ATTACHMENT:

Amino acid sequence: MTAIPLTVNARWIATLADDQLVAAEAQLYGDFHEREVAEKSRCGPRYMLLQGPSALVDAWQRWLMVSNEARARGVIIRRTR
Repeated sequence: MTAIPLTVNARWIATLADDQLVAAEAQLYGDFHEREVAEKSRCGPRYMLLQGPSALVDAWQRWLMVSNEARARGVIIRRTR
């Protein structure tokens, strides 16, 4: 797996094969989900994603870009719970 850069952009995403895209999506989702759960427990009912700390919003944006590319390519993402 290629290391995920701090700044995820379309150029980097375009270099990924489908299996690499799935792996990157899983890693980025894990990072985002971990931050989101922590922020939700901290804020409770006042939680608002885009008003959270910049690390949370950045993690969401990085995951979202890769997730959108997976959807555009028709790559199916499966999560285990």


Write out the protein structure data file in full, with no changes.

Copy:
Amino acid sequence: MTAIPLTVNARWIATLADDQLVAAEAQLYGDFHEREVAEKSRCGPRYMLLQGPSALVDAWQRWLMVSNEARARGVIIRRTR
Repeated sequence: MTAIPLTVNARWIATLADDQLVAAEAQLYGDFHEREVAEKSRCGPRYMLLQGPSALVDAWQRWLMVSNEARARGVIIRRTR
């Protein structure tokens, strides 16, 4: 797996094969989900994603870009719970 850069952009995403895209999506989702759960427990009912700390919003944006590319390519993402 290629290391995920701090700044995820379309150029980097375009270099990924489908299996690499799935792996990157899983890693980025894990990072985002971990931050989101922590922020939700901290804020409770006042939680608002885009008003959270910049690390949370950045993690969401990085995951979202890769997730959108997976959807555009028709790559199916499966999560285990």